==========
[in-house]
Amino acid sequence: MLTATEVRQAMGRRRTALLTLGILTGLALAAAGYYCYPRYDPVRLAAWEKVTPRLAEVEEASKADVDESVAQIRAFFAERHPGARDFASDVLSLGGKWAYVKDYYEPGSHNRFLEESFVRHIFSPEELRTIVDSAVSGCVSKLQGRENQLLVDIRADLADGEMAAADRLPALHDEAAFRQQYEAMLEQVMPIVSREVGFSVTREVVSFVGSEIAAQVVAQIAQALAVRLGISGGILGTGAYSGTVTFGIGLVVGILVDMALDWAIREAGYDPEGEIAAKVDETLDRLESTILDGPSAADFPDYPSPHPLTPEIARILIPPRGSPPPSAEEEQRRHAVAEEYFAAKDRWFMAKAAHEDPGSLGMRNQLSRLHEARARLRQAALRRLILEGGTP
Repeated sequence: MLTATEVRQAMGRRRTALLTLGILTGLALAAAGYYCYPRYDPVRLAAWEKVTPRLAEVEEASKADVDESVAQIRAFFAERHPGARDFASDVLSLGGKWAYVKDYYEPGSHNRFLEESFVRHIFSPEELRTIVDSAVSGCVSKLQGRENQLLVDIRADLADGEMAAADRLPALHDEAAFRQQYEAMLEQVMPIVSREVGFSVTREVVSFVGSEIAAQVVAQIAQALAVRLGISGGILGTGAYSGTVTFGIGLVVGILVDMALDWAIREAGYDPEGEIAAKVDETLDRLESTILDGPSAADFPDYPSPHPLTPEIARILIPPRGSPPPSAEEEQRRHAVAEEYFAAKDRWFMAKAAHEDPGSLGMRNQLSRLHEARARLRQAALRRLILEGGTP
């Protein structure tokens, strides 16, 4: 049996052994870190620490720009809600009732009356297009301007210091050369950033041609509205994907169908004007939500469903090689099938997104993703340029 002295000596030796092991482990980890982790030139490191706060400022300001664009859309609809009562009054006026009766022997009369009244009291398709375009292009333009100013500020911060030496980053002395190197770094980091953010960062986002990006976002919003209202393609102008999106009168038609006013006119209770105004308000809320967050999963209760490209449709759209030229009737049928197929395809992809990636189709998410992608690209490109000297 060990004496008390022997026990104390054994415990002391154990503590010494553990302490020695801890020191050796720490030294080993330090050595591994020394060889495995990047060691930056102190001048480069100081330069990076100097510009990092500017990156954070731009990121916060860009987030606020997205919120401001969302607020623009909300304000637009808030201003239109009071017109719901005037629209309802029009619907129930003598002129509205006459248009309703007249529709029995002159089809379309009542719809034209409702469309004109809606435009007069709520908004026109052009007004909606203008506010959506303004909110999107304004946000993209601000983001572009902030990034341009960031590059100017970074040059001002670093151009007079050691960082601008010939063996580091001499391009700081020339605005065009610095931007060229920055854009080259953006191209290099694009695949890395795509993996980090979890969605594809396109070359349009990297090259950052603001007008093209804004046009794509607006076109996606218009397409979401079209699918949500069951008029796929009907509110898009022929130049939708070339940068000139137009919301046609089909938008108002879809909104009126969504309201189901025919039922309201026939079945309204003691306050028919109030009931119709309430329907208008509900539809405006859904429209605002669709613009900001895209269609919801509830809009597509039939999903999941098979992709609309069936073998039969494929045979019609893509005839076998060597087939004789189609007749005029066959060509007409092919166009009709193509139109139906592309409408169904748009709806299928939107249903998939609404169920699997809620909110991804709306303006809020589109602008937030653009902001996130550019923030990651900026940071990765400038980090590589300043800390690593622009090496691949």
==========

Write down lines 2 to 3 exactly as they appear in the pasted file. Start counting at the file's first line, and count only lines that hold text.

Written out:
Amino acid sequence: MLTATEVRQAMGRRRTALLTLGILTGLALAAAGYYCYPRYDPVRLAAWEKVTPRLAEVEEASKADVDESVAQIRAFFAERHPGARDFASDVLSLGGKWAYVKDYYEPGSHNRFLEESFVRHIFSPEELRTIVDSAVSGCVSKLQGRENQLLVDIRADLADGEMAAADRLPALHDEAAFRQQYEAMLEQVMPIVSREVGFSVTREVVSFVGSEIAAQVVAQIAQALAVRLGISGGILGTGAYSGTVTFGIGLVVGILVDMALDWAIREAGYDPEGEIAAKVDETLDRLESTILDGPSAADFPDYPSPHPLTPEIARILIPPRGSPPPSAEEEQRRHAVAEEYFAAKDRWFMAKAAHEDPGSLGMRNQLSRLHEARARLRQAALRRLILEGGTP
Repeated sequence: MLTATEVRQAMGRRRTALLTLGILTGLALAAAGYYCYPRYDPVRLAAWEKVTPRLAEVEEASKADVDESVAQIRAFFAERHPGARDFASDVLSLGGKWAYVKDYYEPGSHNRFLEESFVRHIFSPEELRTIVDSAVSGCVSKLQGRENQLLVDIRADLADGEMAAADRLPALHDEAAFRQQYEAMLEQVMPIVSREVGFSVTREVVSFVGSEIAAQVVAQIAQALAVRLGISGGILGTGAYSGTVTFGIGLVVGILVDMALDWAIREAGYDPEGEIAAKVDETLDRLESTILDGPSAADFPDYPSPHPLTPEIARILIPPRGSPPPSAEEEQRRHAVAEEYFAAKDRWFMAKAAHEDPGSLGMRNQLSRLHEARARLRQAALRRLILEGGTP